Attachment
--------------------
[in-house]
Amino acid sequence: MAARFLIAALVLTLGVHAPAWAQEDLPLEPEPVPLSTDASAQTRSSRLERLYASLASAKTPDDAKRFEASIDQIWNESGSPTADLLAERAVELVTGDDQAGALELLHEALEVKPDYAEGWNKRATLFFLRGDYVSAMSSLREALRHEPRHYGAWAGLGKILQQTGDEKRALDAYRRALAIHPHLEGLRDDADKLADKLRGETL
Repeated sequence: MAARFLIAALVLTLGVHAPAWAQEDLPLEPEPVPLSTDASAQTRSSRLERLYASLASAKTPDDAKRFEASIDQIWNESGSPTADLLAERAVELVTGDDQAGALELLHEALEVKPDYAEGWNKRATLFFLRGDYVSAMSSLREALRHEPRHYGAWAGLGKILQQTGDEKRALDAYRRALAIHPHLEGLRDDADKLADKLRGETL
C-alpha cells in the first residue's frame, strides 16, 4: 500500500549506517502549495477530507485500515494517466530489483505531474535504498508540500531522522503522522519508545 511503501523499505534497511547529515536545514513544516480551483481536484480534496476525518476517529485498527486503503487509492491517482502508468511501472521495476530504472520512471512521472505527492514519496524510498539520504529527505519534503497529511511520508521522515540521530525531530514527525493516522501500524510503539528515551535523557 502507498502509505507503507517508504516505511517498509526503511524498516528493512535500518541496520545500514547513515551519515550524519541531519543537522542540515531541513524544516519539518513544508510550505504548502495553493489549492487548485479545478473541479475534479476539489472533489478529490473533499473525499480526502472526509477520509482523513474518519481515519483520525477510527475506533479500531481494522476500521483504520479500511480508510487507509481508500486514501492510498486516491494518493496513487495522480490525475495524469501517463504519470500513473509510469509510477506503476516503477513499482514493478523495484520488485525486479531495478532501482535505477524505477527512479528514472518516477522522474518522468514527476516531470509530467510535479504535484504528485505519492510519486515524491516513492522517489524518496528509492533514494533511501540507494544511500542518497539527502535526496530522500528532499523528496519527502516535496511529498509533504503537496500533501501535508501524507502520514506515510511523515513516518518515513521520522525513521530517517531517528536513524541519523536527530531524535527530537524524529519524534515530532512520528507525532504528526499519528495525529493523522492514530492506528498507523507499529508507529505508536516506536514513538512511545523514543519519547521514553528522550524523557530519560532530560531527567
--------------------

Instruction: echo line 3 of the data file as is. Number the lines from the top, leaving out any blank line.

Repeated sequence: MAARFLIAALVLTLGVHAPAWAQEDLPLEPEPVPLSTDASAQTRSSRLERLYASLASAKTPDDAKRFEASIDQIWNESGSPTADLLAERAVELVTGDDQAGALELLHEALEVKPDYAEGWNKRATLFFLRGDYVSAMSSLREALRHEPRHYGAWAGLGKILQQTGDEKRALDAYRRALAIHPHLEGLRDDADKLADKLRGETL